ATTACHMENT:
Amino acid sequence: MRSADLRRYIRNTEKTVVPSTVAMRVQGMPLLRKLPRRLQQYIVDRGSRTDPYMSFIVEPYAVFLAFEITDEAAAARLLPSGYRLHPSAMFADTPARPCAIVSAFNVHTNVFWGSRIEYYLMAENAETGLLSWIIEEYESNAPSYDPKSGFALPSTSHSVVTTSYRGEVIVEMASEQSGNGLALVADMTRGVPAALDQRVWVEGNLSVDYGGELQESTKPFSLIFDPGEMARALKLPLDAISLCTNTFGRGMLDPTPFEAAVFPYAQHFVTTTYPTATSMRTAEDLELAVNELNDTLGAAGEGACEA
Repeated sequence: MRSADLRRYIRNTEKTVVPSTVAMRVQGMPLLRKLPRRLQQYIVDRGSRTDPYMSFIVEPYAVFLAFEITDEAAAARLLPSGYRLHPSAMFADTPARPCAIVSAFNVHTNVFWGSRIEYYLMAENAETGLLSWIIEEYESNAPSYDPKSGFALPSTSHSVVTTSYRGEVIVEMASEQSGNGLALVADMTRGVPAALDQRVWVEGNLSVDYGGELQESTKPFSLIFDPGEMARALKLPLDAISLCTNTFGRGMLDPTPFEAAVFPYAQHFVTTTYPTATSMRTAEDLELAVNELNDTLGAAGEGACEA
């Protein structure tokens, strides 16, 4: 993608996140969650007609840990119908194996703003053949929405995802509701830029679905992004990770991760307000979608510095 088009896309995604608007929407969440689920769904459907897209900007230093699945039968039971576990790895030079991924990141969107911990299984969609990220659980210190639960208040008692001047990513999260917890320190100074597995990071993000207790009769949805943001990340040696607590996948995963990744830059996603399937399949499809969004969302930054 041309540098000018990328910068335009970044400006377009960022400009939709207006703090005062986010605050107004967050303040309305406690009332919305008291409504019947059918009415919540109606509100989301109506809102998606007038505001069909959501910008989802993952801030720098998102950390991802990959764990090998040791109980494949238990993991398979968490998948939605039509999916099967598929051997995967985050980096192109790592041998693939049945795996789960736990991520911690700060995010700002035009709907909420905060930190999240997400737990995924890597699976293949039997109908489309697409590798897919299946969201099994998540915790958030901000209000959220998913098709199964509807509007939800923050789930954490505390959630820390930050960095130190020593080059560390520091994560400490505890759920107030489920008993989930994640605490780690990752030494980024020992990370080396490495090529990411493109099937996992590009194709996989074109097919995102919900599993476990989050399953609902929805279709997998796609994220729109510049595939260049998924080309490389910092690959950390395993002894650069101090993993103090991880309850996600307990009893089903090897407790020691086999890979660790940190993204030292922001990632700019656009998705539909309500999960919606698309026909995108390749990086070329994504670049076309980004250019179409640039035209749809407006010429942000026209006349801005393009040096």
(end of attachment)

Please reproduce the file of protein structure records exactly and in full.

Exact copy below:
Amino acid sequence: MRSADLRRYIRNTEKTVVPSTVAMRVQGMPLLRKLPRRLQQYIVDRGSRTDPYMSFIVEPYAVFLAFEITDEAAAARLLPSGYRLHPSAMFADTPARPCAIVSAFNVHTNVFWGSRIEYYLMAENAETGLLSWIIEEYESNAPSYDPKSGFALPSTSHSVVTTSYRGEVIVEMASEQSGNGLALVADMTRGVPAALDQRVWVEGNLSVDYGGELQESTKPFSLIFDPGEMARALKLPLDAISLCTNTFGRGMLDPTPFEAAVFPYAQHFVTTTYPTATSMRTAEDLELAVNELNDTLGAAGEGACEA
Repeated sequence: MRSADLRRYIRNTEKTVVPSTVAMRVQGMPLLRKLPRRLQQYIVDRGSRTDPYMSFIVEPYAVFLAFEITDEAAAARLLPSGYRLHPSAMFADTPARPCAIVSAFNVHTNVFWGSRIEYYLMAENAETGLLSWIIEEYESNAPSYDPKSGFALPSTSHSVVTTSYRGEVIVEMASEQSGNGLALVADMTRGVPAALDQRVWVEGNLSVDYGGELQESTKPFSLIFDPGEMARALKLPLDAISLCTNTFGRGMLDPTPFEAAVFPYAQHFVTTTYPTATSMRTAEDLELAVNELNDTLGAAGEGACEA
């Protein structure tokens, strides 16, 4: 993608996140969650007609840990119908194996703003053949929405995802509701830029679905992004990770991760307000979608510095 088009896309995604608007929407969440689920769904459907897209900007230093699945039968039971576990790895030079991924990141969107911990299984969609990220659980210190639960208040008692001047990513999260917890320190100074597995990071993000207790009769949805943001990340040696607590996948995963990744830059996603399937399949499809969004969302930054 041309540098000018990328910068335009970044400006377009960022400009939709207006703090005062986010605050107004967050303040309305406690009332919305008291409504019947059918009415919540109606509100989301109506809102998606007038505001069909959501910008989802993952801030720098998102950390991802990959764990090998040791109980494949238990993991398979968490998948939605039509999916099967598929051997995967985050980096192109790592041998693939049945795996789960736990991520911690700060995010700002035009709907909420905060930190999240997400737990995924890597699976293949039997109908489309697409590798897919299946969201099994998540915790958030901000209000959220998913098709199964509807509007939800923050789930954490505390959630820390930050960095130190020593080059560390520091994560400490505890759920107030489920008993989930994640605490780690990752030494980024020992990370080396490495090529990411493109099937996992590009194709996989074109097919995102919900599993476990989050399953609902929805279709997998796609994220729109510049595939260049998924080309490389910092690959950390395993002894650069101090993993103090991880309850996600307990009893089903090897407790020691086999890979660790940190993204030292922001990632700019656009998705539909309500999960919606698309026909995108390749990086070329994504670049076309980004250019179409640039035209749809407006010429942000026209006349801005393009040096």